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Business English about soft skills as well as language learning, conference told

12 06 2014

Soft skills took centre stage at English UK's annual conference for Business English teachers.

Many of the sessions, including the opening and closing presentations, argued that general communication skills are increasingly vital in global business, and should play a major part in Business English.

Opening the day, Bob Dignen asked: "Why do we exist? What challenges do we help clients meet? How far may we, despite our best intentions, be disadvantaging our participants, making them in some senses worse international communicators when they should be better?"

Mr Dignen, director of York Associates, suggested that in certain cases it could be counter-productive to raise someone's English level too high, suggesting that teaching language to more than B2 could be a "disabler" in situations where non-native speakers were working together. "If you start to give more complex vocabulary it becomes less comprehensible to non-native speakers. You need to keep it at B1-plus, but get more strategic about communication rather than language," Describing the need to "evolve" Business English, he continued:  "I'm not even sure should call ourselves English language teachers. We make people aware of communication - how to speak clearly and  listen well. People may not do those things in their own do you become a good speaker and effective listener? There may be many different definitions. Is sitting in silence effective listening? In some places yes, but in other parts of the world unless you are interacting you are not polite."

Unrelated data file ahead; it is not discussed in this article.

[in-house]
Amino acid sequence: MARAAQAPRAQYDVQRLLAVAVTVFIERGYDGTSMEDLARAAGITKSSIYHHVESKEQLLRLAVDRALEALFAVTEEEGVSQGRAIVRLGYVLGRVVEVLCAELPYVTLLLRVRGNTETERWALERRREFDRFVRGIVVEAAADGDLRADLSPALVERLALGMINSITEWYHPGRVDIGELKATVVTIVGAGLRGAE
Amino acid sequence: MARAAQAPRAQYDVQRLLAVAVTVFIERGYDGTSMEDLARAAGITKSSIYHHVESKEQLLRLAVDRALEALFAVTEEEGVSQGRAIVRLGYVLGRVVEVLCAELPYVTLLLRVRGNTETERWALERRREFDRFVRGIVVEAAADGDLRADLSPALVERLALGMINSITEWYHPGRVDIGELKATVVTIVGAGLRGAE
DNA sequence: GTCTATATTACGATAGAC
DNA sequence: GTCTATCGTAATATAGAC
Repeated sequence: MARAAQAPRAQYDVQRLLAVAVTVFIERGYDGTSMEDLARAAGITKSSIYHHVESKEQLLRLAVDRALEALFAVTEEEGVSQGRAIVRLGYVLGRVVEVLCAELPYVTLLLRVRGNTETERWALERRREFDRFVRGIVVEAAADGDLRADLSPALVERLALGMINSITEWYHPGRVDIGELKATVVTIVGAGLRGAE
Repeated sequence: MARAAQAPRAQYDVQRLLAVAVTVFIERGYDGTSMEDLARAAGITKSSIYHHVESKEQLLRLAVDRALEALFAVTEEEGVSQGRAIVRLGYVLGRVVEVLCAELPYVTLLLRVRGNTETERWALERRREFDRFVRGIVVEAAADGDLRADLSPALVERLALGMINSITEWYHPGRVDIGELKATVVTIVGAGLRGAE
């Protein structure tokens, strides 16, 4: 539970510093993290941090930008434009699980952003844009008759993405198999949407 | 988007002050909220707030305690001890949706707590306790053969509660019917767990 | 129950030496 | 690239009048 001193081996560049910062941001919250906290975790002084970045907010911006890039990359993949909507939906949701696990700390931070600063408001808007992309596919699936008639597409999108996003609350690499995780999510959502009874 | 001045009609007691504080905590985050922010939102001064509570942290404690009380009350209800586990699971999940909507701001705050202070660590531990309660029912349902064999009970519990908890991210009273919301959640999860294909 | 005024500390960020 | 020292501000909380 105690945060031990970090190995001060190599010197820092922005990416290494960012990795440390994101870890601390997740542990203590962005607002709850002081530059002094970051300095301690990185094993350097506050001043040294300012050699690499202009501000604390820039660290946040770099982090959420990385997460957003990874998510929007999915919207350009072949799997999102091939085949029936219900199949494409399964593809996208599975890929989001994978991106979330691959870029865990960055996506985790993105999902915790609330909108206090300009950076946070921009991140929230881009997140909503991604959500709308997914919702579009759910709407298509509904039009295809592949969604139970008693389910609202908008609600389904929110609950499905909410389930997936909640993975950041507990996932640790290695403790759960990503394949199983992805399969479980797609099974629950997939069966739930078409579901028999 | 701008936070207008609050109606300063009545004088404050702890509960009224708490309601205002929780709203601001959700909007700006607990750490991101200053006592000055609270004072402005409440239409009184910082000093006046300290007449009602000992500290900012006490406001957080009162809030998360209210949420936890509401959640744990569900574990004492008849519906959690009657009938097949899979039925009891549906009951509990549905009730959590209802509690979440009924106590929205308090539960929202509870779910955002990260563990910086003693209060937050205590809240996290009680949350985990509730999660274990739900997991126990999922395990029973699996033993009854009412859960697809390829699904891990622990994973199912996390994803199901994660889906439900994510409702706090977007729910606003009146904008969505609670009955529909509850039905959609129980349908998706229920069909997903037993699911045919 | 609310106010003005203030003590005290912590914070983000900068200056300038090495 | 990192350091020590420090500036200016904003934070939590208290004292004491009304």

He argued for the development of what he called the Big Seven interpersonal skills: building rapport, networking, developing trust, decision making in groups, influencing, managing conflict, and giving and receiving feedback.

Nick Brieger, the other plenary speaker, wanted to talk about how to teach business meetings and said: "I want them to learn better techniques for communications. Soft skills complement hard skills, which are the occupational requirements of a job. Hard skills will get you the interview but soft skills get you the job - and to keep it." He said that trainees often rushed to decision making when working together on business meetings, and suggested that it was helpful to give them techniques "in bite sized chunks" which they could practice and feed back on exploring and analysing options to make sound decisions.

Other sessions during the day included Ros Wright on English for Medical Practice training, and Candy van Olst discussing how to make language lessons truly relevant to trainees.

Huan Japes, Deputy Chief Executive of English UK, was very pleased with the day. "We had the idea a couple of years ago about the interface in skills training between language learning, Business English, and English for Specific Purposes and skills training.

"It's not about becoming soft skills trainers, it's about thinking about the techniques we're able to use as business teaching trainers, to encourage discussion in these areas, and to get people to think about how the processes of communication.

"There are two strands: language teaching and communication training and this has been how to teach them simultaneously."

Around sixty trainers attended the day, held at International House in London, travelling from as far away as Germany and Finland. Finnish delegate Anne Sjöberg said she came because there was nothing similar in her home country. "I think this is the only one in Europe. It's the first time I have been able to come, and I am really enjoying it. I'm reflecting on the new ideas I've heard and the exhibition is really useful because it gives me the opportunity to actually look at the books rather than just buying them online."

Jane McKinley from ECS in Edinburgh was also attending for the first time because the event's new date made it possible. "I'm interested in soft skills because they are something students are looking for more and more. They are at the heart of Business English. It's nice to know about new teaching methods and reflect on what you've heard travelling back. It's great to meet people as well."